Starting Upper Cut Woodworks #5: Creating an Identity for Upper Cut Woodworks

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Blog entry by Matt (Upper Cut) posted 01-06-2010 09:20 AM 1057 reads 1 time favorited 0 comments Add to Favorites Watch
« Part 4: Dedicating time to Woodworking Part 5 of Starting Upper Cut Woodworks series Part 6: Winning Logo + Project Backlog »

There are many web sites that will tell you what you need to do to build your company identity. This post isn’t a comprehensive summary of that, it’s just my experience so far.

Connecting with Customers (brains)

If you read The Leader’s Voice by Clarke and Crossland, you’ll find out that for an important message to resonate with your audience, they have to hear it repetitively. But it’s also best if it connects with their brain Emotionally, Symbolically, and Logically. I think the same may be true for a new Company Identity.

The Name

I feel like the name connects in these ways:

  1. Uppercut like the punch: no I don’t want customers to feel punched, but I do want them to feel like I’m going to approach their project with power and ‘knock it out.’ Symbolic.
  2. Cut is obviously a woodworking term. Logical.
  3. Uppercut will hopefully remind customers of upper crust. I want them to feel like they are getting the best. Emotional.

The Symbol

I’m currently working with designers on to finalize a logo symbol and logotype for the name. During that process, I made some decisions:

The first was about colors:

  • Upper in Green: friendly, safe, environmental, responsible, natural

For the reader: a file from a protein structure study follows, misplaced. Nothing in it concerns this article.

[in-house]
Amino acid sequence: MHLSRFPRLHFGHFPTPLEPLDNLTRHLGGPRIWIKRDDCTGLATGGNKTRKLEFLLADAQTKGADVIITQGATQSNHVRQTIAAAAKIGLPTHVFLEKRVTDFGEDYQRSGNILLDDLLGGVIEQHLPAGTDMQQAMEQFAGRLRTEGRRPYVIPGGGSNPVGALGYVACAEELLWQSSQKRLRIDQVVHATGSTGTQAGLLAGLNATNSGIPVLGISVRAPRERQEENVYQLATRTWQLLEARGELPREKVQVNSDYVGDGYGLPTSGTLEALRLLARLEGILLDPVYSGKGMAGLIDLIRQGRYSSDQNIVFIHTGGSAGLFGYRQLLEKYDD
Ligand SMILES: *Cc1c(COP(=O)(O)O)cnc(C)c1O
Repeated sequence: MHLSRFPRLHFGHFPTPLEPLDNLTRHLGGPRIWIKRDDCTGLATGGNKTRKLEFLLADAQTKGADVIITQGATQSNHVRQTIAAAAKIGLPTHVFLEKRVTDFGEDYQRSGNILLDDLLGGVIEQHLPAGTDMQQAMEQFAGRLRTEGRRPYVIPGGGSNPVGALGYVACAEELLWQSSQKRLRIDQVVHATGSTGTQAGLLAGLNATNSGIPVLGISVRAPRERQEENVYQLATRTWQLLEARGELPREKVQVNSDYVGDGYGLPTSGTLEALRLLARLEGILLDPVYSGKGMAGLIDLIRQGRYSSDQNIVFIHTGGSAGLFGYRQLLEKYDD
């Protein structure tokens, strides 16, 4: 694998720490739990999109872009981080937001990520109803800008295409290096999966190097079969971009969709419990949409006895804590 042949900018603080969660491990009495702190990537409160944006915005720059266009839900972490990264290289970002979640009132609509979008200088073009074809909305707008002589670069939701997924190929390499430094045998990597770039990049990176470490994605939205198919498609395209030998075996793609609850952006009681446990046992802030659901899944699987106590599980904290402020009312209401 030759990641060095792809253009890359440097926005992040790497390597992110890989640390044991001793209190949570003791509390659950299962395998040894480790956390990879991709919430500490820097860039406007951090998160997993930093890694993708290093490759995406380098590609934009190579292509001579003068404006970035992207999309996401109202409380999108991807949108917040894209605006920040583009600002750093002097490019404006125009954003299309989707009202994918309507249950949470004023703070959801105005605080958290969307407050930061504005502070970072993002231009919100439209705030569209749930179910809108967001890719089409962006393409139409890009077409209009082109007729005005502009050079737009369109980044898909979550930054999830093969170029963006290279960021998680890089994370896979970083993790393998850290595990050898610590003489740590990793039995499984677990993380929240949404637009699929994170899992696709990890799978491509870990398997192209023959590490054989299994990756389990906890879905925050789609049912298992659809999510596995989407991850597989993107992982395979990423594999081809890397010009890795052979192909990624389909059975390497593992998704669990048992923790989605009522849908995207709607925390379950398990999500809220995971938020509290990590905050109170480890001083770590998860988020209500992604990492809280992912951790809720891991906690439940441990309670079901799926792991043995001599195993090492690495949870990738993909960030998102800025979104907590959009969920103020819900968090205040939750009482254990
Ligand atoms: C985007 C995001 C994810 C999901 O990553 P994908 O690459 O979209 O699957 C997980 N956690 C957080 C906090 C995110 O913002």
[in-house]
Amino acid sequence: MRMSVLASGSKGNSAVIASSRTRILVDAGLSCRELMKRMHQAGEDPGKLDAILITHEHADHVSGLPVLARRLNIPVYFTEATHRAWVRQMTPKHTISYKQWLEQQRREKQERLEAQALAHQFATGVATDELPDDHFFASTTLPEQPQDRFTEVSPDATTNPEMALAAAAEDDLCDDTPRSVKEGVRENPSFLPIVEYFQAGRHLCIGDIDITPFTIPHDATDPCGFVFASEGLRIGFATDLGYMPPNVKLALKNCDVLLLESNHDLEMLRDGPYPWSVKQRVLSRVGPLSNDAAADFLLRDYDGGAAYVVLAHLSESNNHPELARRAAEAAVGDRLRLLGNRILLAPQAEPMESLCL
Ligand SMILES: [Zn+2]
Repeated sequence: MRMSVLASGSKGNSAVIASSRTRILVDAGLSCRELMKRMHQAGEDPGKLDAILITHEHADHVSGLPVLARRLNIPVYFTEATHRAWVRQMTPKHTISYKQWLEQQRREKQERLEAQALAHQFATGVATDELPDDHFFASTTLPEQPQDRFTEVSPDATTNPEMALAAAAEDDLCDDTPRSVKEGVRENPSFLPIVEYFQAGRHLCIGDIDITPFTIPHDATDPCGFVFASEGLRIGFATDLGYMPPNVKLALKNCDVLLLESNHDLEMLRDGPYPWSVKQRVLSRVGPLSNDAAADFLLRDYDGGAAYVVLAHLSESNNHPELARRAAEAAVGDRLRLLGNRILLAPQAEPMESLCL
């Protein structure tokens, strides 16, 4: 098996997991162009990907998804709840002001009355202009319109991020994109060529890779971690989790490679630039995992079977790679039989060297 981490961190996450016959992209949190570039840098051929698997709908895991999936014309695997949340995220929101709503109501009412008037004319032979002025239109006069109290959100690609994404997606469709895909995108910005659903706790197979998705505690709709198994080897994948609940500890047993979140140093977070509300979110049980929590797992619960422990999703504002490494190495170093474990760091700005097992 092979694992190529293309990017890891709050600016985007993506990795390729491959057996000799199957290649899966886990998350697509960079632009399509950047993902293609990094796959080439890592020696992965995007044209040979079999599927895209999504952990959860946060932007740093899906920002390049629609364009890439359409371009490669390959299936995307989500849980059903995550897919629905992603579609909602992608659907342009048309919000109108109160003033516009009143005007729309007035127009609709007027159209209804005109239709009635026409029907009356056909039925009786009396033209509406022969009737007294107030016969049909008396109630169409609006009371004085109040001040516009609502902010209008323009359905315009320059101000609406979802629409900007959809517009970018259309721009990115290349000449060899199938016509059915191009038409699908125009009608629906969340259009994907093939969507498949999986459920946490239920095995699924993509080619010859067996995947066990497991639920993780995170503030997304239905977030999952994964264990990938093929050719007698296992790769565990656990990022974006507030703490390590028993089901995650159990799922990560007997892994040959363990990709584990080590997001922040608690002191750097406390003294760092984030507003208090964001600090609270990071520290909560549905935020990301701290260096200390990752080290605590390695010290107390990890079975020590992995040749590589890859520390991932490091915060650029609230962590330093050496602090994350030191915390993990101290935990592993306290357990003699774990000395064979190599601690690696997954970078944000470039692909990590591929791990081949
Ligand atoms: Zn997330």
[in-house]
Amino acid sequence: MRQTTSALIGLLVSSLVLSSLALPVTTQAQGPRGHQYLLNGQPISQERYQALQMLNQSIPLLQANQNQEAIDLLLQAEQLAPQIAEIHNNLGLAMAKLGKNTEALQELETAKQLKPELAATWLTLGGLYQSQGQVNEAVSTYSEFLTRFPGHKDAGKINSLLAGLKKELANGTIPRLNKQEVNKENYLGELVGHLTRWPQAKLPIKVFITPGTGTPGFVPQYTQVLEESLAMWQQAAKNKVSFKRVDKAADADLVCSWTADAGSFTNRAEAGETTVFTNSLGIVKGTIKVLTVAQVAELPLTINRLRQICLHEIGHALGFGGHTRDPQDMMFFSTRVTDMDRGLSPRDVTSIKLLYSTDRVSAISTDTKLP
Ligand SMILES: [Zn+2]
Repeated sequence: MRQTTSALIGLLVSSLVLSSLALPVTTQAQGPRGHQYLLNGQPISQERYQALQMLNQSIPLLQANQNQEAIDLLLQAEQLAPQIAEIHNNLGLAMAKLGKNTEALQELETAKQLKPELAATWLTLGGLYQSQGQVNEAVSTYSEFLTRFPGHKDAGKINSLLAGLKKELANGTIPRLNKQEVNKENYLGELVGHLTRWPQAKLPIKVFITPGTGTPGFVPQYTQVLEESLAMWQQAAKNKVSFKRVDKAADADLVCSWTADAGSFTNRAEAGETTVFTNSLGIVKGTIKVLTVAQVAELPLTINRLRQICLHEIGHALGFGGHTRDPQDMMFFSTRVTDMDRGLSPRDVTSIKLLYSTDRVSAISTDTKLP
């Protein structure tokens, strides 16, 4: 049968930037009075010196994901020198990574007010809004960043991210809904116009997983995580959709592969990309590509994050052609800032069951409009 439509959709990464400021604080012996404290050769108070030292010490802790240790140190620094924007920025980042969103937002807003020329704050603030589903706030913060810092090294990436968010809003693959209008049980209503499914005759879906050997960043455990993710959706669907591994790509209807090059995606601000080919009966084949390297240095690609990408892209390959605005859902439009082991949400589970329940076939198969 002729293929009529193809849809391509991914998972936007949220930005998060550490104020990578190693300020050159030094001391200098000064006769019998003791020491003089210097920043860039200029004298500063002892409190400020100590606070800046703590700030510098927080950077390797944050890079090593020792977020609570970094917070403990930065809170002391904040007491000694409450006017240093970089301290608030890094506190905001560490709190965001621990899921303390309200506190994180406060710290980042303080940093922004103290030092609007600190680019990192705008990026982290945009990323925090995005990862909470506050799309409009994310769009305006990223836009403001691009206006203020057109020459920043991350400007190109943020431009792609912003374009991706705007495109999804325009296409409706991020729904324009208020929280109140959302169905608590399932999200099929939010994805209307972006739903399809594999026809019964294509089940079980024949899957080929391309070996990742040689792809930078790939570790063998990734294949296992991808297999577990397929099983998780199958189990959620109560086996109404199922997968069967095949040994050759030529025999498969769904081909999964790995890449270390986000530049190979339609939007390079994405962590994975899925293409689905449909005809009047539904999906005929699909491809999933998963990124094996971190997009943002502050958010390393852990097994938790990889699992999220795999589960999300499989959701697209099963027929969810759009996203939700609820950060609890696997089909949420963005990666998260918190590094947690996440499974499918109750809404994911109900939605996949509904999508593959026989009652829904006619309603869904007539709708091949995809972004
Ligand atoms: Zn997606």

• Cut in Silver/Grey: tool steel, hard, precise, sharp
  • Woodworks in Brown: warm, natural, wood (appeals to the sense of smell and touch)

The next was about design goals:

  1. I want it clean, with just the colors above. It must look good on a hat, shirt, hoody, business card, website, etc. It must look good black and white and grayscale.
  2. Sans Serif fonts, and something modern, fresh, clean, and not overused.
  3. I wanted not only a logotype (a treatment of the name) but a Logo Symbol to stand on it’s own.
  4. The word “woodworks” has to be prominent enough so that potential customers aren’t confused about what we do.

The decision on the symbol is going to be hard, there are a lot of great ideas. The symbol also conveys a message to the potential customer, and I need to think hard about what I’m trying to say with my symbol:

  • A saw blade might be logical, but scary
  • A geometrical shape might look like a piece of woodworking, but might be a mental puzzle
  • A human figure might be personal, but might be too complicated or busy
  • A leaf might convey a responsibility to nature, but might make customers think we are a landscaping service

I’d love to hear what you think, the design is closed for submissions very soon, and then it’s on to picking the final logo.

Check out the submissions here.

-- Matt Gradwohl, Upper Cut Woodworks,

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